March 28, 2016

Cornell’s Vox Combats ‘Criminalization of Pregnancy’

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Students gathered to discuss the criminalization of pregnancy and statewide restrictions on the civil liberties of pregnant women as a part of Voices of Planned Parenthood’s week-long campaign to spread awareness of Reproductive Justice Behind Bars campaign last week.

Discussion at the event focused on the intersection of women’s rights — including not only of cis-women, but anyone with a female reproductive system — and the law in endangering a fetus through the use of alcohol and drugs.

Several Vox presenters said that they believe the case for reproductive justice should be based on the both the rights of pregnant women and the societal impacts of imprisonment.

“Reproductive justice is intersectional and looks at all the things that bring people to the prison system” said Zoe Maisel ’18. “While most people generally disagree with drug use during pregnancy, criminalization creates a Jane Crow system of law that denies women basic human rights based solely on pregnancy status.”

The presenters were critical of a number of different ways they said U.S. lawmakers have criminalized pregnant women’s actions during pregnancy. They said they believe that while a pregnant woman’s choice to use drugs or alcohol may harm a fetus, criminalization is a dangerous way to address this threat, and ultimately denies women their rights.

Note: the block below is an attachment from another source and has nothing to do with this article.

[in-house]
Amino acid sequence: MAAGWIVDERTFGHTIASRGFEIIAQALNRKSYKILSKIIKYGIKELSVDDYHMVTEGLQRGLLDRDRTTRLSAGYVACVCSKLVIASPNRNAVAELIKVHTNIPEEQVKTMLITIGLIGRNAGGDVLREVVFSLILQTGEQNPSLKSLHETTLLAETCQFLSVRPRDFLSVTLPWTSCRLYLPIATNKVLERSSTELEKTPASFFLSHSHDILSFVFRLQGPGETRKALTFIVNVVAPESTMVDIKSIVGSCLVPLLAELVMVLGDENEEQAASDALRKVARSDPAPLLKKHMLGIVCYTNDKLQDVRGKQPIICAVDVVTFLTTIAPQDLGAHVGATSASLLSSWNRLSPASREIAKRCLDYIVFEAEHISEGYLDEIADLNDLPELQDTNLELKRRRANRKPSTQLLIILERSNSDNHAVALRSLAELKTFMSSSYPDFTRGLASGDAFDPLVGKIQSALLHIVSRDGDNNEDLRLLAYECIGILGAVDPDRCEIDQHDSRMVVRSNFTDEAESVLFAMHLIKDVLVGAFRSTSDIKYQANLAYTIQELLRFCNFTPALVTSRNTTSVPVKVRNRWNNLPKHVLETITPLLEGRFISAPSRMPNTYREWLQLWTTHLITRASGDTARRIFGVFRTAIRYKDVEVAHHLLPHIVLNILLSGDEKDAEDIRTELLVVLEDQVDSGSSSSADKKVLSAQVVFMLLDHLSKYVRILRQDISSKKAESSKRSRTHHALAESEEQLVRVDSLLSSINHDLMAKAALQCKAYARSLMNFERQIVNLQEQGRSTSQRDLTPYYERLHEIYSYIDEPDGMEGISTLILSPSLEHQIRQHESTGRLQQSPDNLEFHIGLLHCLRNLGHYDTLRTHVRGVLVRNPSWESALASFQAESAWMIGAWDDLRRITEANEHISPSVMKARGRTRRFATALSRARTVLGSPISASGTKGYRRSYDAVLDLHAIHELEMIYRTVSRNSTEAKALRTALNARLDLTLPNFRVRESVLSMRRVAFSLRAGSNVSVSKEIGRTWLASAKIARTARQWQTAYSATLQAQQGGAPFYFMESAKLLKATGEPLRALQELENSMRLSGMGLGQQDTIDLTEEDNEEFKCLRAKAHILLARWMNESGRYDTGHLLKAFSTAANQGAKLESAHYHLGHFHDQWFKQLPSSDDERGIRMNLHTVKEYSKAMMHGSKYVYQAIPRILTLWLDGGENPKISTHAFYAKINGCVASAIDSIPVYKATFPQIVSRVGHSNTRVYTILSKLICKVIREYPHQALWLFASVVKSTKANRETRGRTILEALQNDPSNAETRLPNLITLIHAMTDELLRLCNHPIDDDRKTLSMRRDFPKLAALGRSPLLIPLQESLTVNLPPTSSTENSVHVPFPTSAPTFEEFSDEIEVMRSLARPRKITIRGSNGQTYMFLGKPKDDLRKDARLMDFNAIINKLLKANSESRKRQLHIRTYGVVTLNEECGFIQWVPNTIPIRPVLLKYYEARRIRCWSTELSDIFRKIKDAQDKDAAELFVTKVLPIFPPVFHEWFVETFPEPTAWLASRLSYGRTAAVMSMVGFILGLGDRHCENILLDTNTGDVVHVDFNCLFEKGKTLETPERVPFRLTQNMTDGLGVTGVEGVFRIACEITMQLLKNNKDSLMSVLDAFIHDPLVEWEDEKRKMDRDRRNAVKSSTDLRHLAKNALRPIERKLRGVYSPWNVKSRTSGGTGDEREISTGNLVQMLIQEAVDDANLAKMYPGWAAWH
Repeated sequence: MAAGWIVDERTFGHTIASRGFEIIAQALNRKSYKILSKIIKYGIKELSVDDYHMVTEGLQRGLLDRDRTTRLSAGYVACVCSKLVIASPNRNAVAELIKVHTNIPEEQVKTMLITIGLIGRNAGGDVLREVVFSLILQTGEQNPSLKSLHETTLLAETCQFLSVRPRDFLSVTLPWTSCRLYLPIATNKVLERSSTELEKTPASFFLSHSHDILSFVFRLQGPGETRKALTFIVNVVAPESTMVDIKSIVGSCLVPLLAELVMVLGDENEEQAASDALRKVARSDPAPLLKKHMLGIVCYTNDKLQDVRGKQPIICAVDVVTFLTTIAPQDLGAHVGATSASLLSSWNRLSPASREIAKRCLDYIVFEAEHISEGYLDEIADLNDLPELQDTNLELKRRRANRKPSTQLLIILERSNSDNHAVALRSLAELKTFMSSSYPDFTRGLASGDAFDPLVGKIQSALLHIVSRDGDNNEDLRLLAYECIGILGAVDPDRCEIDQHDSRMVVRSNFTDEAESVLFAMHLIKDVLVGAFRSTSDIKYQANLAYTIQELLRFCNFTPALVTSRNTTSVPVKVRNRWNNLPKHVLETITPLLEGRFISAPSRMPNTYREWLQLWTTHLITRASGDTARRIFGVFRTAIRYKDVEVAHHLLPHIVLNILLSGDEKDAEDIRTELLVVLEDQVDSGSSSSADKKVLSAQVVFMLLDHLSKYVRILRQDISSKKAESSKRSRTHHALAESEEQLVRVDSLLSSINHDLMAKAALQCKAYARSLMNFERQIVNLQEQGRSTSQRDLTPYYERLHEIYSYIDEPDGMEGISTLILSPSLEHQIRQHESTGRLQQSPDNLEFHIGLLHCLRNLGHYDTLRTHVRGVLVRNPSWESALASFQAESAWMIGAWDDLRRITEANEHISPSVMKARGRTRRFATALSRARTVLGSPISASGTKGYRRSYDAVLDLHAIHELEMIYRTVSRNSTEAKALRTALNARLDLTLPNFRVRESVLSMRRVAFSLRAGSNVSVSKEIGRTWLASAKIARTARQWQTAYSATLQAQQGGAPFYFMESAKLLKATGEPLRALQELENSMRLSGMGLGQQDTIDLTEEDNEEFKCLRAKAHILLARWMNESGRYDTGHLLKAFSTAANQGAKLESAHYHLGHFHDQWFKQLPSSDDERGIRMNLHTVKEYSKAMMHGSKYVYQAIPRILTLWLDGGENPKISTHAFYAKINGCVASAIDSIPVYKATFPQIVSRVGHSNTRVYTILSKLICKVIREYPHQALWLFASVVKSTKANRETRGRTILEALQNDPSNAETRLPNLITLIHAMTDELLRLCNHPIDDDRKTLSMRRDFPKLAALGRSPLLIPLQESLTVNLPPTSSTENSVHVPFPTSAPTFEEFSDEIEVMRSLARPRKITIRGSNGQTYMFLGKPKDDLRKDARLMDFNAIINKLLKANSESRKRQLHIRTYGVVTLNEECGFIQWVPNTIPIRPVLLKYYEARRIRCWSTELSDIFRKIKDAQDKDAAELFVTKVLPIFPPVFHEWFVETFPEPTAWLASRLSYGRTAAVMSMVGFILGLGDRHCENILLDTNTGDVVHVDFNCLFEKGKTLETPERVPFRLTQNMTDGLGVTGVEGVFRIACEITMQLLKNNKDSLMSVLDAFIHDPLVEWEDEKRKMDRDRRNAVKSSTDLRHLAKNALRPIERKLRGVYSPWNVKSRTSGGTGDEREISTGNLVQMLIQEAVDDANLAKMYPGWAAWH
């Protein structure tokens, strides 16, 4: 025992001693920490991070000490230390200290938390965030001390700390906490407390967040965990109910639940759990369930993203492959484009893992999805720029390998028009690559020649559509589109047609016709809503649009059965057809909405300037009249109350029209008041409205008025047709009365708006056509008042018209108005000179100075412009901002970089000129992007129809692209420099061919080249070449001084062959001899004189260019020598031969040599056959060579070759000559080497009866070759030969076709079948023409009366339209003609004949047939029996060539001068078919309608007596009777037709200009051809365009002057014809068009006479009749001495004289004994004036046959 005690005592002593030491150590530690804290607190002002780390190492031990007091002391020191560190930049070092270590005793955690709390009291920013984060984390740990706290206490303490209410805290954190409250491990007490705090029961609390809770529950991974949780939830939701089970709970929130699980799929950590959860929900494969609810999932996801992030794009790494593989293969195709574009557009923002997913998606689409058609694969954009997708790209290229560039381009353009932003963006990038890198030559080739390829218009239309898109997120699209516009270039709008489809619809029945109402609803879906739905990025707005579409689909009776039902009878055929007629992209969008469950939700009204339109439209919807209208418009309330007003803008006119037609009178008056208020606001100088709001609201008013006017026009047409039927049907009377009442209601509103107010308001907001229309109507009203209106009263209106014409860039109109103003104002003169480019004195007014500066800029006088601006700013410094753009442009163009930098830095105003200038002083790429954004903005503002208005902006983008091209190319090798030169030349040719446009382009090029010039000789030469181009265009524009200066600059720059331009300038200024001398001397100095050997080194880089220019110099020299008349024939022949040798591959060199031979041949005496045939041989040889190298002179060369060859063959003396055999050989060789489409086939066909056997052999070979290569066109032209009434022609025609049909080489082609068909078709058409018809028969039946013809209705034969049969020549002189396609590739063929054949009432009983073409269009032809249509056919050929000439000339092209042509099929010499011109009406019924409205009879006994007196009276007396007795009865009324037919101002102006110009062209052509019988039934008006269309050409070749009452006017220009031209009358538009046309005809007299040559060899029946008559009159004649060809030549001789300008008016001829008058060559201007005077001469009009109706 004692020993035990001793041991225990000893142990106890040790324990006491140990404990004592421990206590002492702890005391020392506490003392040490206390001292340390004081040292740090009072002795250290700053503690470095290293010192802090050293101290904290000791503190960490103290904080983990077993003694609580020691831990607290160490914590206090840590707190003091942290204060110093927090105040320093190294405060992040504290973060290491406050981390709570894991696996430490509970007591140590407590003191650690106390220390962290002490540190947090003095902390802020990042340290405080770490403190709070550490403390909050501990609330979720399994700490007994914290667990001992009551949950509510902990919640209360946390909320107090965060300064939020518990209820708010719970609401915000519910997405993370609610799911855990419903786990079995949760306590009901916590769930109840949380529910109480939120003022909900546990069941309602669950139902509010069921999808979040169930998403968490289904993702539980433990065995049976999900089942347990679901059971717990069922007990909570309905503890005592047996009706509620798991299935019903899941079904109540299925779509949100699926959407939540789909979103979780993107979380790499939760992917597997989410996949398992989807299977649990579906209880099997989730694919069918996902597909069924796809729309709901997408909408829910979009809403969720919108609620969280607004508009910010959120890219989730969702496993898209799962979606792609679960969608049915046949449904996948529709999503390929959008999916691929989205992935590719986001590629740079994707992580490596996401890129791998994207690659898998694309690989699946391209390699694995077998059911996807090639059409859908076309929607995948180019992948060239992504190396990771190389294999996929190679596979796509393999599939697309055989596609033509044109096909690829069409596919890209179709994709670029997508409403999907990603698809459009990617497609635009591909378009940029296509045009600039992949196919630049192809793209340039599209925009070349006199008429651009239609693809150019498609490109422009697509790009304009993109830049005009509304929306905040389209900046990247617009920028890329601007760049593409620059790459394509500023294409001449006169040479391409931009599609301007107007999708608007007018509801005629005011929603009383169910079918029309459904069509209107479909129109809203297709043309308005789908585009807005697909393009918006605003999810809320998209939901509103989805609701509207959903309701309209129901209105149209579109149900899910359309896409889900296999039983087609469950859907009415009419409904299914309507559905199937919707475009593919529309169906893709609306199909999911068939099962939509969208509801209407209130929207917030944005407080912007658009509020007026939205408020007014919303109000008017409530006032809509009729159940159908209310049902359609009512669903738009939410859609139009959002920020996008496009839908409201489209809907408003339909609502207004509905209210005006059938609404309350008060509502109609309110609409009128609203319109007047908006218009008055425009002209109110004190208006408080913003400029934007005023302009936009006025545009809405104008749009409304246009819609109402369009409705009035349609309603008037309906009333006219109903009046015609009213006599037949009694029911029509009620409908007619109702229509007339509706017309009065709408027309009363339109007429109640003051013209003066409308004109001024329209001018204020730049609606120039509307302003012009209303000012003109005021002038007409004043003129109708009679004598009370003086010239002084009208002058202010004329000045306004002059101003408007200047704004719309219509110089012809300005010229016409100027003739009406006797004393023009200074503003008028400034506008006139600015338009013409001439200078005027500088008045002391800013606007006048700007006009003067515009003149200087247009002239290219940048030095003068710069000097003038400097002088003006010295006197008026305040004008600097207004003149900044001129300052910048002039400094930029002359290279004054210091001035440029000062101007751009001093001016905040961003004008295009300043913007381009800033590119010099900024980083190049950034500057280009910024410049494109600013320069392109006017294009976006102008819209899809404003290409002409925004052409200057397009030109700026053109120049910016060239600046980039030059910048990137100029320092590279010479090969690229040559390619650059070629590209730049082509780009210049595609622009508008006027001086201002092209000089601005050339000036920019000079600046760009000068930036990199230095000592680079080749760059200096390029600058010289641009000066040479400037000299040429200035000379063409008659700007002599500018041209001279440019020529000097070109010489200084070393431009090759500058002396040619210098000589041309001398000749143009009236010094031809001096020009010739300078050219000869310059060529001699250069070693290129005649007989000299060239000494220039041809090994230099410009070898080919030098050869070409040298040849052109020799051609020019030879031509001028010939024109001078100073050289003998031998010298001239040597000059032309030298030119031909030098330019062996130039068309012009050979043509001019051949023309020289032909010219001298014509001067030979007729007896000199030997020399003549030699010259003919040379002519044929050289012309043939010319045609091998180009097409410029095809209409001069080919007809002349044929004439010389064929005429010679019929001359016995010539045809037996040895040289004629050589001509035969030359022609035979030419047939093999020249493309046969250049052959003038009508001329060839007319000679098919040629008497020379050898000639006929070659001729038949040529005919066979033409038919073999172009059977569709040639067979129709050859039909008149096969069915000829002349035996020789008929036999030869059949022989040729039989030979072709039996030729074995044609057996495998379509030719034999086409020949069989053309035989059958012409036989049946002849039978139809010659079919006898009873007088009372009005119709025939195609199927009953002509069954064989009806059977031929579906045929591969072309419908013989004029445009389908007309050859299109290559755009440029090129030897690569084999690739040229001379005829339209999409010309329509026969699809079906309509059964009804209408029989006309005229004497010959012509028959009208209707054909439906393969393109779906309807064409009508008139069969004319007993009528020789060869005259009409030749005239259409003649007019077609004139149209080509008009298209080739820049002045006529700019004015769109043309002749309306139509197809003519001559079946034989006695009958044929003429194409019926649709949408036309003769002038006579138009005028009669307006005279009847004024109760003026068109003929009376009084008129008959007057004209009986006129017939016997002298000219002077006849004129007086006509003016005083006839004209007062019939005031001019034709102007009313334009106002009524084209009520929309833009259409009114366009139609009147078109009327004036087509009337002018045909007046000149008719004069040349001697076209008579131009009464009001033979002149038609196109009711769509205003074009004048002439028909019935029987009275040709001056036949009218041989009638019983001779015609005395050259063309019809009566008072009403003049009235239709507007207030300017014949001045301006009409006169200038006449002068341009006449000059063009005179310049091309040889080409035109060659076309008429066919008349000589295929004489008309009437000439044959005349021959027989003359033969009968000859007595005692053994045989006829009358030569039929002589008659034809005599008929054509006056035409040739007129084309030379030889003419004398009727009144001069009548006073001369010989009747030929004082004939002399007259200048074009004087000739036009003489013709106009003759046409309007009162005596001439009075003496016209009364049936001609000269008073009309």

“The fact is 5 percent of pregnant women use drugs,” said Maisel. “Drug use is a serious thing that happens in the United States, but throwing women in jail is not the way to properly address this issue of addiction.”

Maisel also described various scenarios which could lead to the imprisonment of a pregnant woman if she is suspected of drug use.

“A woman can be detained against her will for the duration of her pregnancy for using drugs,” she said. “Do women have value beyond their child-bearing capacity? Do our laws reflect that?”

The Vox presenters expressed concern that child endangerment laws meant to protect children from the abuses of negligent parents have been redefined to also denote personhood to unborn children.

“If laws against child abuse are applied to unborn fetuses we have a different system of reproductive justice in this country,” Maisel said. “Pregnant women have been arrested and detained not only if they ended a pregnancy or expressed an interest to end a pregnancy but also after suffering unintentional pregnancy loss.”

Generally, the presenters said they believe the courts have struggled with ambiguity in clarifying women’s reproductive rights.

“Courts have left it unclear where the end of a fetus’ rights and the rights of the mother begin,” Maisel said.

At the end of her presentation, Maisel expressed concern with the increased prevalence of targeted regulation of abortion providers through Trap Laws — such as the law passed in Texas in 2013 — which she said applies unnecessary regulations to doctors performing abortions.
“This issue is that it will result in only seven to eight abortion providers in Texas clustered in East Texas,” she said. “Abortion services won’t be available to people for hundred of miles.”